Andy Murray (above) didn't play his best tennis in Friday's semifinal against David Ferrer, but he was just good enough to advance in four sets. (AP)
MELBOURNE, Australia -- This wasn’t Andy Murray’s best night. The fifth-seeded Brit had pretty much been on cruise control until Friday. Few figured his semifinal opponent, seventh-seeded David Ferrer, for a speed bump. That’s not to say Ferrer isn’t a great player; you’d be hard-pressed to find a guy who’s fitter or a fiercer returner. It’s just that his biggest victory to date wasn’t supposed to be.
He never would’ve triumphed over Rafael Nadal if the world No. 1 wasn’t playing on one leg, or so goes the conventional wisdom. Never mind that it was Ferrer’s relentless style of play that had crippled him in the first place.
For a moment it looked as if he had found a second victim in Murray. The Brit had a slight hitch in his giddy-up after his 4-6, 7-6(2), 6-1, 7-6(2) victory over Ferrer at Rod Laver Arena. Murray appeared to injure his quad during the fourth-set tiebreaker. When he reached for his leg and winced after netting a backhand lob return on the game’s fourth point, it wasn’t clear whether he was just beating himself up about the error or simply getting beat up by the Spaniard. After the match he hobbled through the autograph line and gingerly climbed up the center-court corridor steps and back to the dressing room to decompress. “I had just played three hours and 45 minutes,” said Murray, who took two long baths afterward -- one hot, one cold. “[You’re] a bit stiff and sore when the adrenaline wears off of just playing a fourth-set tiebreaker.”
Still, the Spaniard did knock Murray into an early daze, pinning him well behind the baseline and running him from sideline to sideline. When Murray did get stationary hitting opportunities, the result was often a backhand error into the net. (Altogether, he mishit 20 from that wing.) So passive was Murray in the first set -- he came to net just three times in the 10 games -- that you wondered whether his gameplan had been drafted by Caroline Wozniacki. (The top-ranked Dane, who fell to Li Na in her semifinal on Thursday, was a guest in Murray’s box Friday night.)
But in the second frame, Murray found his rhythm. His resolve, as well. He rallied from double-break point down to claim the sixth game. In the 10th he fought off a set point -- first with an ace, then a net volley, then Ferrer gifted him an unforced forehand error -- to level the set at 5-all. “I had my chance in the set point in the second set,” Ferrer said, “but in the important moments he served really well, no?”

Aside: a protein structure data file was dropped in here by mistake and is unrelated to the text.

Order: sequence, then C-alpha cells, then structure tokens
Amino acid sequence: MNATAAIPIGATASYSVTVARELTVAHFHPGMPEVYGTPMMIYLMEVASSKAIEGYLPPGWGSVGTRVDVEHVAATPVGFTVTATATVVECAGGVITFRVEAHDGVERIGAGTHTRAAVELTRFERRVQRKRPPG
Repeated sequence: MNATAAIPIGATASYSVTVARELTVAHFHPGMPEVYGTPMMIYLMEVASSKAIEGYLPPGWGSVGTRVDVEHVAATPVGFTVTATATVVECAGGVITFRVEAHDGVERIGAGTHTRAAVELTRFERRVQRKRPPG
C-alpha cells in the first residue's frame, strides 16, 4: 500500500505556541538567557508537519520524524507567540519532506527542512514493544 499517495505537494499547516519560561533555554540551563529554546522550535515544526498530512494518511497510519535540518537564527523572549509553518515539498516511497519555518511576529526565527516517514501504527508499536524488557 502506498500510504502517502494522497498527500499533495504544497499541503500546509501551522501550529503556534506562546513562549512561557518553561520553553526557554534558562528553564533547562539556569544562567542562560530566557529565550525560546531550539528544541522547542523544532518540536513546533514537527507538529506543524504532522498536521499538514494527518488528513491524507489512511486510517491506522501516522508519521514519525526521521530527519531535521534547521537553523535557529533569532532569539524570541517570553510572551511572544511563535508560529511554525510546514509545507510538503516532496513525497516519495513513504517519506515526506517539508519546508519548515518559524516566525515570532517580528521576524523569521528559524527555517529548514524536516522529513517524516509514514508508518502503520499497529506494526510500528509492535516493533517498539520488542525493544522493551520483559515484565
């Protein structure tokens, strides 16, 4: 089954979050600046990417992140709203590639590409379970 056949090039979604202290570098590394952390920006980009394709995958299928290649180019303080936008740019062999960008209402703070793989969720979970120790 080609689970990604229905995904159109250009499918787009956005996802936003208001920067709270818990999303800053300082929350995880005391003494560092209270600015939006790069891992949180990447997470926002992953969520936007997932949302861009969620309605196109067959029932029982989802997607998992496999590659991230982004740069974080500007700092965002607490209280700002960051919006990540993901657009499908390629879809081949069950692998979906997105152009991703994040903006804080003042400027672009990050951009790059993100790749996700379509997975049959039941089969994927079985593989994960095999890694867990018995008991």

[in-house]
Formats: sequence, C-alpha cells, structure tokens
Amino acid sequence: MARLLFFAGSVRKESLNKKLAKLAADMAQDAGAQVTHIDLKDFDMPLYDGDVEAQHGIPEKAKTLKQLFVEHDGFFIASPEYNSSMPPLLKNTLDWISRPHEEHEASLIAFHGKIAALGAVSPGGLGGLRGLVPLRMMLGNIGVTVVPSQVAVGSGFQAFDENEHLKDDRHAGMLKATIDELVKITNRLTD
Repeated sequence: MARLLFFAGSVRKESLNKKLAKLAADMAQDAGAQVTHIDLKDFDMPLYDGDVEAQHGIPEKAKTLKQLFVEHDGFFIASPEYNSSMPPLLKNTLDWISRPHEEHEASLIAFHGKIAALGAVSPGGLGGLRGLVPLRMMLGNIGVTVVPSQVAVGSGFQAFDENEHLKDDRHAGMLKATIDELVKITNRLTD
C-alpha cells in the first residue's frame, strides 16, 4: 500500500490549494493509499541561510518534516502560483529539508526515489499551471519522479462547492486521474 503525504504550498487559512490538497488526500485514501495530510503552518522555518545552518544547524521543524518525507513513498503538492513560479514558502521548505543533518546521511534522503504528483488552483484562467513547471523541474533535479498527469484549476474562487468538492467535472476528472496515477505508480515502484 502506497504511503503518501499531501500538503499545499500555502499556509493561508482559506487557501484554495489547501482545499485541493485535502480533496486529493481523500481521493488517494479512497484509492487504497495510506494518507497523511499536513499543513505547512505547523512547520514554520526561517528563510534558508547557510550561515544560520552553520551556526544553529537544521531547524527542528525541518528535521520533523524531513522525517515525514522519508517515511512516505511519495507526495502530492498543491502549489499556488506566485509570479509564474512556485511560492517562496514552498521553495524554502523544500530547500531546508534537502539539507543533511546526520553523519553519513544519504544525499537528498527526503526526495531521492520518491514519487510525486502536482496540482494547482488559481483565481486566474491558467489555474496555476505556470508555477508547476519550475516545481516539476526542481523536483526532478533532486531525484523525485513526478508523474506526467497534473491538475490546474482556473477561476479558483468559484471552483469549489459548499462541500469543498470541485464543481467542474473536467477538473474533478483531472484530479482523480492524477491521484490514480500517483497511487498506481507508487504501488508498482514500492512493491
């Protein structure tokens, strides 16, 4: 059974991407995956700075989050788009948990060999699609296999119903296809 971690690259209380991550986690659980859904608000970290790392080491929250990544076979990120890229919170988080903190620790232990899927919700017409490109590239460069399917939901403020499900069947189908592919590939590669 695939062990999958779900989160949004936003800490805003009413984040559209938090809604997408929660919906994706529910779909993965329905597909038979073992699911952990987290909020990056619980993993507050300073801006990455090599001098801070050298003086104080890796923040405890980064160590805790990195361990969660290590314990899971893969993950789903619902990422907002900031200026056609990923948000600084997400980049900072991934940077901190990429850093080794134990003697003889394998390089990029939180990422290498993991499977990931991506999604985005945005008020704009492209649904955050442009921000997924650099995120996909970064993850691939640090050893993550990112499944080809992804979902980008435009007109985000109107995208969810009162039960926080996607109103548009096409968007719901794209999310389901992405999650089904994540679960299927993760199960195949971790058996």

That point was one of 68 Murray won on serve, and the comeback jolted the capacity crowd at Laver. The smattering of Brits in attendance jumped in jubilation, as did Wozniacki and the rest of Murray’s camp. But Murray couldn’t work out what all the whooping was about at first. “I thought it was 4-3 in the second set,” he said. “It wasn’t until the umpire called 5-5 that I realized that, yeah, I just saved a set point.”
Like a kid splashing his mate in a pool, Murray’s athletic trainer Jezz Green furiously raised his open hands up and down from his waist in celebration, as if exhorting his charge to keep elevating his game. Once Murray reached the tiebreak, he was at another level. After conceding the first point to Ferrer on a 16-stroke rally, he went on a 6-0 run and clinched the frame with a 114-m.p.h. serve that jammed Ferrer’s backhand.
“I started playing closer to the baseline, taking his time away a little bit,” said Murray, detailing his change in tactics. “I started slicing up the line, changing the pacing of the points, was able to dictate a little bit more with my forehand. I used my backhand down the line well. Just went for my shots a bit more. I came to the net a lot. Finished a lot of points off at the net.
“There was a lot of changes. I was just going for my shots a bit more.”
It was pretty much academic after that. Murray coasted in the third set -- he landed all 17 of his return attempts in play while going 2-for-2 in break-point opportunities -- and hung on for another blowout tiebreaker in the fourth. As comforting as it must be for Murray to lose focus in big match and still win, a lapse in concentration could prove devastating on Sunday against Djokovic. The Serbian, who is 4-3 lifetime against Murray, locked and loaded in his semifinal defeat of Roger Federer, dismissing the defending champion in three sets and three hours.
Another conservative strategy seems like the wrong way to go for Murray, but he’s intent on sticking with what got him to his third career Grand Slam final. “I think tonight I showed that I did what I needed to do to win,” said Murray, sounding as if Wozniacki had prepared his remarks. “I think a lot of the players now are very patient on the court because you can’t just be trying to hit winner because the guys are too fast.” Still, don’t tell that to Djokovic. In the semis against Federer -- a player he described as the tour’s most aggressive just before the match -- Djokovic hit 29 winners against 76 total errors. His likely strategy on Sunday? B-E aggressive, of course. Murray can’t afford another off night.